I just love this cartoon. Do you know that most of the issues that bring people to my office are rooted in problems with other people? It’s a fact. And in our increasingly self-absorbed society, it is easy to see that nice people frequently get clobbered by those who are concerned only for themselves.
My family and I just enjoyed a four-day visit from my mother. It’s always a treat for her to have the opportunity to be absorbed into our lives for a while, play with the grandkids, and have a change of scenery and pace.
As we were talking a few days ago, my mom reminded me of something that seems more true today than ever before. One of the things my mom has always said about her two sons is that they are passionate about truth and justice, even though we chose decidedly different paths in order to pursue those virtues. I am a minister and counselor; my brother is a law enforcement officer. We’re very different in many ways yet more alike than we’ll probably ever truly know.
Among those similarities is that innate calling to be fairminded, temperate, and honest. I may appear reserved, at first glance, but those who know me well can attest to a self-assured demeanor that rarely fails to clearly articulate my thoughts and feelings. Perhaps I was picked on by one too many people in junior high school. Whatever the case may be, at some point along life’s way, I decided that my voice was just as important as that of the next person. I simply cannot stand to see people mistreated by others.
I have learned in life that nice guys do not always have to finish last. Sometimes though, nice guys and girls (or men and women, if that makes you feel better) have trouble finding their voice and standing up for themselves.
Throughout the course of my ministry, I have frequently found myself serving in the role of advocate, looking out for the rights and interests of others. It’s not something I necessarily go out looking to do . . . it just seems to find me . . . or to fit me. It is a large part of who I am and how God has shaped me, and I celebrate His goodness each time I use my shape.
Perhaps God has gifted you to be an advocate for others as well. I must warn you though, it can be a very messy role. Yet, God will never call you to do anything that He does not equip you to accomplish in His power.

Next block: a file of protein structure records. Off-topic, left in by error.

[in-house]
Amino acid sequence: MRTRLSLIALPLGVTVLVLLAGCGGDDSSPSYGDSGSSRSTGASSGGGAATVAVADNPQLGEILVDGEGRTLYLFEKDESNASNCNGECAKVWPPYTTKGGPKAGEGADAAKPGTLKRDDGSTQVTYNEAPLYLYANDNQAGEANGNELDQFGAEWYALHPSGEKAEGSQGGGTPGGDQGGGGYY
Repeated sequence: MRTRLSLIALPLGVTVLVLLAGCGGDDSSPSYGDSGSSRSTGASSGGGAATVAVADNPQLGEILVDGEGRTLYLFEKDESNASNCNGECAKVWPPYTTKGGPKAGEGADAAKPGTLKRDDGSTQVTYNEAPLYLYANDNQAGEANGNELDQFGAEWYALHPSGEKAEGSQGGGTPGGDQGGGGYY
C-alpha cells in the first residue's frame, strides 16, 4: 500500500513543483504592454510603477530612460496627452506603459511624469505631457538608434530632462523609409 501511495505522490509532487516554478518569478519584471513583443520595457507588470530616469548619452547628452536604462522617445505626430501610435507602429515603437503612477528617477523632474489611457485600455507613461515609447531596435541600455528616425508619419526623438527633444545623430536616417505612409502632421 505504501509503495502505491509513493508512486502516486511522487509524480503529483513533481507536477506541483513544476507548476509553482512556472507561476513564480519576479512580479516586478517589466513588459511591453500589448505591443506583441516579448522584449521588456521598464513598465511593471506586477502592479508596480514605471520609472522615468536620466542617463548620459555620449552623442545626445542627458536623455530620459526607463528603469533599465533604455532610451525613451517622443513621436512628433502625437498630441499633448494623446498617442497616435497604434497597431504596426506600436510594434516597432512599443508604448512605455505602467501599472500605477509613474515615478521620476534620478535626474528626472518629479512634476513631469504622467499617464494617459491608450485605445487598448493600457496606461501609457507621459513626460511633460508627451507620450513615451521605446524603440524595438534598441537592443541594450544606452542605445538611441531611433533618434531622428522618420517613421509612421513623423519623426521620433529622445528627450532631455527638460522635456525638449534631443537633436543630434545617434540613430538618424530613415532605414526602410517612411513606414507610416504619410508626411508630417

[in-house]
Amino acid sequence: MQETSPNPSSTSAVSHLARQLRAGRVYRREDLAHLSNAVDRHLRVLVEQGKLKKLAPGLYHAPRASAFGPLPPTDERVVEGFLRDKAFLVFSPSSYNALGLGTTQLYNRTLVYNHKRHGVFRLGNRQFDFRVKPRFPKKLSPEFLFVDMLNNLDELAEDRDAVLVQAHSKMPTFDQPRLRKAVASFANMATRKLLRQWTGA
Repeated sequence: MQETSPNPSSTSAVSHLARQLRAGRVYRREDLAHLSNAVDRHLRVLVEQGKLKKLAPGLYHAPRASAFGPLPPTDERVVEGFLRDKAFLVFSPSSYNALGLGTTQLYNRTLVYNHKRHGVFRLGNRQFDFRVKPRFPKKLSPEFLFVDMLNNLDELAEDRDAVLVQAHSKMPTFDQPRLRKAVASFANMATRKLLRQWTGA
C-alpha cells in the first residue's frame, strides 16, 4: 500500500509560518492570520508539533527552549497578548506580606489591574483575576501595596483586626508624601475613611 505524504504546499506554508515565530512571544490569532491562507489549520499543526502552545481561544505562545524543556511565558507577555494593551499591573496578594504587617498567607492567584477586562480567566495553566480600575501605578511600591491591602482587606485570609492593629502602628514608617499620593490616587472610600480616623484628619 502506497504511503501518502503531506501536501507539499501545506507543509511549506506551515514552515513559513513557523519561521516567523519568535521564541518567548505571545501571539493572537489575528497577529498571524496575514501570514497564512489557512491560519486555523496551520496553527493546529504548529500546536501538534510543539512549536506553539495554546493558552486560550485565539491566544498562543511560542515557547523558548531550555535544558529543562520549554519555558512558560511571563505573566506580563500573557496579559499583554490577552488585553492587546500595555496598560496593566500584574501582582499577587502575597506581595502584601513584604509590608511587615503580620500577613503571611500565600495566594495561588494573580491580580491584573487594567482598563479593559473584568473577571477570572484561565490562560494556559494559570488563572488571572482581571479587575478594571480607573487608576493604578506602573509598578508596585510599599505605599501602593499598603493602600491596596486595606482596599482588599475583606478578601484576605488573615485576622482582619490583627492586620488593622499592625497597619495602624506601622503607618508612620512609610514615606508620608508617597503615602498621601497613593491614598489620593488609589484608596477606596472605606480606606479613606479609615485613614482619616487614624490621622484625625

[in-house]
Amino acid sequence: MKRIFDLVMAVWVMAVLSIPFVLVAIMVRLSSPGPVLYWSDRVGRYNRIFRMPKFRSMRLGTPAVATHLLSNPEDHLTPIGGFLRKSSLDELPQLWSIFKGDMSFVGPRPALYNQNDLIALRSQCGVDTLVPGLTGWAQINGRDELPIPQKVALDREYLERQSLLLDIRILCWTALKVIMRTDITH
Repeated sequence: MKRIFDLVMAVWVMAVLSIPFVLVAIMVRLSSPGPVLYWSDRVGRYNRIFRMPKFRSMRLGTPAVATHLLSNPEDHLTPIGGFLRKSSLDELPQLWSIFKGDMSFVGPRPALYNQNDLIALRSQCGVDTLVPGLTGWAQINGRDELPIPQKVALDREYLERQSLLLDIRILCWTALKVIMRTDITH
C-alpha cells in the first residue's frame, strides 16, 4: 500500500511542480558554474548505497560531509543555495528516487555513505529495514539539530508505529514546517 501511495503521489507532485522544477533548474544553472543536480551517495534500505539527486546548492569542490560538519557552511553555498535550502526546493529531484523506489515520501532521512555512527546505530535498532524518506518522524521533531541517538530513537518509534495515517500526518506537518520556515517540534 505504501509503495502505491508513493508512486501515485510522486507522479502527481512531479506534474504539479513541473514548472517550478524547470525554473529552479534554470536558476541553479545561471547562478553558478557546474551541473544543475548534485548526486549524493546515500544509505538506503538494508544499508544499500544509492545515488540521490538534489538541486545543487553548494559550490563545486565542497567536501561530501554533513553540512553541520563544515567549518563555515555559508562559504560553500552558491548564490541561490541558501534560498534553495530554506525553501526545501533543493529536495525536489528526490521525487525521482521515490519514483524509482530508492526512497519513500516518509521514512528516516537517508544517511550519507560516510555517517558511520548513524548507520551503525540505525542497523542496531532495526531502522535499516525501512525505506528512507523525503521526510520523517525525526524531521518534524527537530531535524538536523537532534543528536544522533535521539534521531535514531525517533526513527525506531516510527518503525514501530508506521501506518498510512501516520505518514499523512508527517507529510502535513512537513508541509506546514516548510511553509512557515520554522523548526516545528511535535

While our own sin must not be negated, the reality in life is that many of the problems we suffer are due to the sin and selfishness of other people. These people can come in a variety of forms, from “friend” to family member to co-worker or boss. One word, one ugly look, or one day of the silent treatment can be just another tool to exert power over others, reducing them to little more than pawns in the game of life.
Unfortunately, most of these control freaks roam freely about our society, rarely doing anything to cross legal boundaries. Instead, they just push their own agendas and their own ways right down the throats of others, like slithering snakes in search of easy prey.
Perhaps you think it’s pointless to try and stop these people. After all, they’re probably never going to change. That may be true, but it only takes one person doing the right thing to make a tremendous difference in the lives of many others. And here’s a little tidbit of information you can take to the bank: People can only have control over you if you allow them to. Think about it. Even in a conversation, do you realize that it’s the listener, not the speaker, who controls the process?
God may sometimes instruct you to turn the other cheek, but He does not typically call people to be doormats or human punching bags — verbally, physically, spiritually, or emotionally. Maybe there is someone in your life who needs an advocate . . . a helper . . . a friend. How might you be used to help him or her?
Maybe you’re that person who has lost your voice. Maybe you’re a person who has allowed others to hurt or abuse you in ways that even those closest to you can’t see. Make today the day you draw a line in the sand and begin treating yourself with the respect you deserve as a human being.
Don’t let jerks get the best of you! Here are some ways to help with that:
1. Pray for the one who offends you — and for yourself, that you’ll know how and when to handle the situation. Never underestimate the power of prayer — especially where other people are concerned. Failure to pray can undermine even the most well-intentioned efforts.
2. Acknowledge things you do that allow others to mistreat or abuse you. Sometimes just taking the time to verbally confront the offender is enough to alter their pattern of behavior — or at least get them to move on to a less-resistant target.
3. Set healthy boundaries to protect yourself and your family from toxic and controlling people. You may benefit from talking with a counselor about how to help this process along.
4. Learn and practice assertiveness skills. Some people are just too nice. They give everyone the benefit of the doubt and never confront bad behavior. This is another area in which a counselor or minister can likely help.
Issues with toxic people constitute a vast amount of emotional time and energy. As you go through your day today, I hope you will find ways to stand up for what’s right — for others and yourself. In the end, you’ll be glad you did.
I’m convinced that even though jerks don’t always get justice on our time-table, they do ultimately receive justice. At least that helps me feel better about it all. 🙂